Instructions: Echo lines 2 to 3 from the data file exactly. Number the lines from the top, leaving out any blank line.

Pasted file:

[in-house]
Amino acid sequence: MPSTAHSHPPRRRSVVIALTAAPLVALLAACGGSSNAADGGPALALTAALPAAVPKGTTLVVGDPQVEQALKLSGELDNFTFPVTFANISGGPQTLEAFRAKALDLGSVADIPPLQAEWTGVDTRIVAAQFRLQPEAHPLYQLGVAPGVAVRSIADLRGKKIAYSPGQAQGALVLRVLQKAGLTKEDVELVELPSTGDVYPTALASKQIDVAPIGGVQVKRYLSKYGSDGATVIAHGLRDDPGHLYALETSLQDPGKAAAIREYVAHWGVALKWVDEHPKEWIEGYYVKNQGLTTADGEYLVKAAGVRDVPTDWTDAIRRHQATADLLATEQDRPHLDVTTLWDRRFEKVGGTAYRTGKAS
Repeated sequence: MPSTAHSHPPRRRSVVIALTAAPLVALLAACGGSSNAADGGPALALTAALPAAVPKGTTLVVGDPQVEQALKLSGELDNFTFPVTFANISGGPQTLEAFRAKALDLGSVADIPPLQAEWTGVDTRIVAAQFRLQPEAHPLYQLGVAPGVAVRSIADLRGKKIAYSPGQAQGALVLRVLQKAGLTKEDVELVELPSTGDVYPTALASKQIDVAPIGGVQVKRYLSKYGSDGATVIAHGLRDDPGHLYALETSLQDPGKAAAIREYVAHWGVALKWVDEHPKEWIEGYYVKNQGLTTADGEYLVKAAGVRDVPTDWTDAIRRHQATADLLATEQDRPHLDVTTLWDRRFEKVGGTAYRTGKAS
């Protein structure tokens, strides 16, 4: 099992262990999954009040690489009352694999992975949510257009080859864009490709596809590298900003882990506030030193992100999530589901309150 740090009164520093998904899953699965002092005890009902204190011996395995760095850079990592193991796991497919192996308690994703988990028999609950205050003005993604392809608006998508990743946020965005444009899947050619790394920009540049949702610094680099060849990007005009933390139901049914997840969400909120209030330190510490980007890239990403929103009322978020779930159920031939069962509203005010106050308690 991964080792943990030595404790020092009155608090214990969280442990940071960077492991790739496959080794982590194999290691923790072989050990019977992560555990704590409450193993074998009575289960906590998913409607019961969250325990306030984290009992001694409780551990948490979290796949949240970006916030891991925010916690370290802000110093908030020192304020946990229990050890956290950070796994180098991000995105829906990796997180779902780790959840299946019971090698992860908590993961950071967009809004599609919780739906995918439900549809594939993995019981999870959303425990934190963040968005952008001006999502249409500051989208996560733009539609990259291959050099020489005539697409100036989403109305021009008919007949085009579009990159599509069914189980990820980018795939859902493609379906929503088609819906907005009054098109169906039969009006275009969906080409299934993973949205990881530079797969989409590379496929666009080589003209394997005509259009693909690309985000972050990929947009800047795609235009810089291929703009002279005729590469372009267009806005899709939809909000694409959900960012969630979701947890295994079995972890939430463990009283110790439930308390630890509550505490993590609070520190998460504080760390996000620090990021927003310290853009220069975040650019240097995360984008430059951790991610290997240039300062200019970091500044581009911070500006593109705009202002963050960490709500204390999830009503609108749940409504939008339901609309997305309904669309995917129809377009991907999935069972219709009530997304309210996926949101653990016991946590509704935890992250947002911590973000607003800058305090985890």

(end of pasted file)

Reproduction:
Amino acid sequence: MPSTAHSHPPRRRSVVIALTAAPLVALLAACGGSSNAADGGPALALTAALPAAVPKGTTLVVGDPQVEQALKLSGELDNFTFPVTFANISGGPQTLEAFRAKALDLGSVADIPPLQAEWTGVDTRIVAAQFRLQPEAHPLYQLGVAPGVAVRSIADLRGKKIAYSPGQAQGALVLRVLQKAGLTKEDVELVELPSTGDVYPTALASKQIDVAPIGGVQVKRYLSKYGSDGATVIAHGLRDDPGHLYALETSLQDPGKAAAIREYVAHWGVALKWVDEHPKEWIEGYYVKNQGLTTADGEYLVKAAGVRDVPTDWTDAIRRHQATADLLATEQDRPHLDVTTLWDRRFEKVGGTAYRTGKAS
Repeated sequence: MPSTAHSHPPRRRSVVIALTAAPLVALLAACGGSSNAADGGPALALTAALPAAVPKGTTLVVGDPQVEQALKLSGELDNFTFPVTFANISGGPQTLEAFRAKALDLGSVADIPPLQAEWTGVDTRIVAAQFRLQPEAHPLYQLGVAPGVAVRSIADLRGKKIAYSPGQAQGALVLRVLQKAGLTKEDVELVELPSTGDVYPTALASKQIDVAPIGGVQVKRYLSKYGSDGATVIAHGLRDDPGHLYALETSLQDPGKAAAIREYVAHWGVALKWVDEHPKEWIEGYYVKNQGLTTADGEYLVKAAGVRDVPTDWTDAIRRHQATADLLATEQDRPHLDVTTLWDRRFEKVGGTAYRTGKAS